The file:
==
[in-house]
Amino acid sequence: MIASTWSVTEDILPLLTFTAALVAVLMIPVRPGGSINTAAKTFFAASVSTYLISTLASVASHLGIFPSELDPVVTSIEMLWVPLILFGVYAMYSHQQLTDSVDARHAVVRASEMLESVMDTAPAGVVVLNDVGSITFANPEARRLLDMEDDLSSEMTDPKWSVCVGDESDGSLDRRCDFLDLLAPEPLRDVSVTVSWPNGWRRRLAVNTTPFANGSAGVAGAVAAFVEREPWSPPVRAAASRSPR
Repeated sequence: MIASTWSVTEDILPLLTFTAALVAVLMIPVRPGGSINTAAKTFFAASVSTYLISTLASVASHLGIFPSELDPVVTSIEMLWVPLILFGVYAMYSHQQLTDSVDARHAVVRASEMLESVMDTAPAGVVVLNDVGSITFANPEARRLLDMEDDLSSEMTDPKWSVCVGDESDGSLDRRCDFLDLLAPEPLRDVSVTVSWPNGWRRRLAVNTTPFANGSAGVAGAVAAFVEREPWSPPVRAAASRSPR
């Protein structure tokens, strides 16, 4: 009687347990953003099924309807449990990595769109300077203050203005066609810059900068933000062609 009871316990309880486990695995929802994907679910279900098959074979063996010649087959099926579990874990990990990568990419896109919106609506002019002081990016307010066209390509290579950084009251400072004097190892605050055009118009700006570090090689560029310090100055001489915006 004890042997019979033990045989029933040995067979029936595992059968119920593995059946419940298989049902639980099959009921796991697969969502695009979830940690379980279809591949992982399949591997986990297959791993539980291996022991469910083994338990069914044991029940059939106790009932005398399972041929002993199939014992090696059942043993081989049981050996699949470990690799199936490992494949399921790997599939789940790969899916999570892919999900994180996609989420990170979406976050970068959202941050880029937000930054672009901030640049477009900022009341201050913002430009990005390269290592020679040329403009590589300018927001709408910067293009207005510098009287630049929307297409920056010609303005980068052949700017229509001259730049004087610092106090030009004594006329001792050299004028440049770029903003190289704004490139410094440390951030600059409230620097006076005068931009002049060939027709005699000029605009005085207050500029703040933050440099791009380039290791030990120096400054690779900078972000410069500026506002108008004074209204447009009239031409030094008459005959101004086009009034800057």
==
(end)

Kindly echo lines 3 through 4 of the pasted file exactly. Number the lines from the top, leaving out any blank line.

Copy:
Repeated sequence: MIASTWSVTEDILPLLTFTAALVAVLMIPVRPGGSINTAAKTFFAASVSTYLISTLASVASHLGIFPSELDPVVTSIEMLWVPLILFGVYAMYSHQQLTDSVDARHAVVRASEMLESVMDTAPAGVVVLNDVGSITFANPEARRLLDMEDDLSSEMTDPKWSVCVGDESDGSLDRRCDFLDLLAPEPLRDVSVTVSWPNGWRRRLAVNTTPFANGSAGVAGAVAAFVEREPWSPPVRAAASRSPR
């Protein structure tokens, strides 16, 4: 009687347990953003099924309807449990990595769109300077203050203005066609810059900068933000062609 009871316990309880486990695995929802994907679910279900098959074979063996010649087959099926579990874990990990990568990419896109919106609506002019002081990016307010066209390509290579950084009251400072004097190892605050055009118009700006570090090689560029310090100055001489915006 004890042997019979033990045989029933040995067979029936595992059968119920593995059946419940298989049902639980099959009921796991697969969502695009979830940690379980279809591949992982399949591997986990297959791993539980291996022991469910083994338990069914044991029940059939106790009932005398399972041929002993199939014992090696059942043993081989049981050996699949470990690799199936490992494949399921790997599939789940790969899916999570892919999900994180996609989420990170979406976050970068959202941050880029937000930054672009901030640049477009900022009341201050913002430009990005390269290592020679040329403009590589300018927001709408910067293009207005510098009287630049929307297409920056010609303005980068052949700017229509001259730049004087610092106090030009004594006329001792050299004028440049770029903003190289704004490139410094440390951030600059409230620097006076005068931009002049060939027709005699000029605009005085207050500029703040933050440099791009380039290791030990120096400054690779900078972000410069500026506002108008004074209204447009009239031409030094008459005959101004086009009034800057």